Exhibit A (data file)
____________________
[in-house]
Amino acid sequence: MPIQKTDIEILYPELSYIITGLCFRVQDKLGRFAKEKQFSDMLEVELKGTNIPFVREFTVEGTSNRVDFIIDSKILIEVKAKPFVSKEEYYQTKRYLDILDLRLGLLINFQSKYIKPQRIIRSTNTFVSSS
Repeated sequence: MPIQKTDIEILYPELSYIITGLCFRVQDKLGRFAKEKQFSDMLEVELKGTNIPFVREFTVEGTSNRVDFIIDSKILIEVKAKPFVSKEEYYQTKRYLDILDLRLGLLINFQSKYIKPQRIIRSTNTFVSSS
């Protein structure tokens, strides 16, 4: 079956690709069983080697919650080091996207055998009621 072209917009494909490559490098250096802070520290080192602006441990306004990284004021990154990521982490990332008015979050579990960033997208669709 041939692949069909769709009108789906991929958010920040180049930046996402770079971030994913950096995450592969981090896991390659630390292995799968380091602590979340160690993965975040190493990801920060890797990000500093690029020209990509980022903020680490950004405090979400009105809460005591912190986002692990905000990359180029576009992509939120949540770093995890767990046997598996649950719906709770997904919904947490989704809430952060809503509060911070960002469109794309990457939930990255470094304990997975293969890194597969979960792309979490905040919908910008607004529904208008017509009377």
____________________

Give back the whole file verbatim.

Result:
[in-house]
Amino acid sequence: MPIQKTDIEILYPELSYIITGLCFRVQDKLGRFAKEKQFSDMLEVELKGTNIPFVREFTVEGTSNRVDFIIDSKILIEVKAKPFVSKEEYYQTKRYLDILDLRLGLLINFQSKYIKPQRIIRSTNTFVSSS
Repeated sequence: MPIQKTDIEILYPELSYIITGLCFRVQDKLGRFAKEKQFSDMLEVELKGTNIPFVREFTVEGTSNRVDFIIDSKILIEVKAKPFVSKEEYYQTKRYLDILDLRLGLLINFQSKYIKPQRIIRSTNTFVSSS
């Protein structure tokens, strides 16, 4: 079956690709069983080697919650080091996207055998009621 072209917009494909490559490098250096802070520290080192602006441990306004990284004021990154990521982490990332008015979050579990960033997208669709 041939692949069909769709009108789906991929958010920040180049930046996402770079971030994913950096995450592969981090896991390659630390292995799968380091602590979340160690993965975040190493990801920060890797990000500093690029020209990509980022903020680490950004405090979400009105809460005591912190986002692990905000990359180029576009992509939120949540770093995890767990046997598996649950719906709770997904919904947490989704809430952060809503509060911070960002469109794309990457939930990255470094304990997975293969890194597969979960792309979490905040919908910008607004529904208008017509009377």